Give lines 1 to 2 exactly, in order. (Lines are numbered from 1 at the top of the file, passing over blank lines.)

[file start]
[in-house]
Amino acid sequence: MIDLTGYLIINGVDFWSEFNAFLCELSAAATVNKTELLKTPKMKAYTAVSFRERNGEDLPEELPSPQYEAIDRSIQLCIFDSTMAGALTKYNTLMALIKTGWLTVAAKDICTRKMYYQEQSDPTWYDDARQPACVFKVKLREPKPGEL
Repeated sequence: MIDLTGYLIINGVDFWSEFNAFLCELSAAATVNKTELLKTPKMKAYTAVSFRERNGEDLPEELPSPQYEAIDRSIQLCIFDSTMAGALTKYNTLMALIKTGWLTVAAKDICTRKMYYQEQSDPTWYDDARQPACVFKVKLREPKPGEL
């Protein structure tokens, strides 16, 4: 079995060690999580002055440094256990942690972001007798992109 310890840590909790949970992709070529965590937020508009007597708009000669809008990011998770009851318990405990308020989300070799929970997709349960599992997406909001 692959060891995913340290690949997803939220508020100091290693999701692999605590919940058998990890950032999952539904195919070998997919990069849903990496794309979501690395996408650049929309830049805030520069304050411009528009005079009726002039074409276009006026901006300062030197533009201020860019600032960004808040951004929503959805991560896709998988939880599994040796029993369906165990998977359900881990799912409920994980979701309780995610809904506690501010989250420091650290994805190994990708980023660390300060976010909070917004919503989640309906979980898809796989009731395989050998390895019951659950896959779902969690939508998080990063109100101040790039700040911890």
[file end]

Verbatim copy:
[in-house]
Amino acid sequence: MIDLTGYLIINGVDFWSEFNAFLCELSAAATVNKTELLKTPKMKAYTAVSFRERNGEDLPEELPSPQYEAIDRSIQLCIFDSTMAGALTKYNTLMALIKTGWLTVAAKDICTRKMYYQEQSDPTWYDDARQPACVFKVKLREPKPGEL